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One of the world's leading art theorists dissects a quarter century of artistic practice Bad New Days examines the evolution of art and criticism in Western Europe and North America over the last twenty-five years, exploring their dynamic relation to the general condition of emergency instilled by neoliberalism and the war on terror. Considering the work of artists such as Thomas Hirschhorn, Tacita Dean, and Isa Genzken, and the writing of thinkers like Jacques Ranci re, Bruno Latour, and Giorgio Agamben, Hal Foster shows the ways in which art has anticipated this condition, at times resisting the collapse of the social contract or gesturing toward its repair; at other times burlesquing it. Against the claim that art making has become so heterogeneous as to defy historical analysis, Foster argues that the critic must still articulate a clear account of the contemporary in all its complexity. To that end, he offers several paradigms for the art of recent years, which he terms "abject," "archival," "mimetic," and "precarious.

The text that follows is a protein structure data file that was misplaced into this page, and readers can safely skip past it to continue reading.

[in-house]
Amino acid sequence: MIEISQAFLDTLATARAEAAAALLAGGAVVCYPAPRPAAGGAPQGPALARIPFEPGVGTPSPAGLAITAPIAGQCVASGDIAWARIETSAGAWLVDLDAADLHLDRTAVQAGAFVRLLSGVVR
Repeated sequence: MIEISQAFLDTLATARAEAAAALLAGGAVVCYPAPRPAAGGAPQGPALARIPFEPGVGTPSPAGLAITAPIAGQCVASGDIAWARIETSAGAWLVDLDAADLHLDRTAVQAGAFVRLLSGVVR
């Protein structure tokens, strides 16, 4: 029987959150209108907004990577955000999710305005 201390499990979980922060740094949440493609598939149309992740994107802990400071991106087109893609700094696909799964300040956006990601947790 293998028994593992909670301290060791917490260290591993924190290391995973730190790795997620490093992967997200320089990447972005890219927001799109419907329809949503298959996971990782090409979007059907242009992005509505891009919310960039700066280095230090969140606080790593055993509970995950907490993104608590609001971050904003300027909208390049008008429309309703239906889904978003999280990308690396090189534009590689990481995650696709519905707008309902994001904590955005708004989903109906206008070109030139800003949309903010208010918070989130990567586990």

About the Author
Hal Foster is Townsend Martin Professor of Art and Archaeology at Princeton University and a 2014-15 fellow at the Cullman Center for Scholars and Writers at the New York Public Library. A co-editor of October magazine and books, he is the editor of The Anti-Aesthetic and the author of Design and Crime, Recording, The Return of the Real, Compulsive Beauty and The Art-Architecture Complex.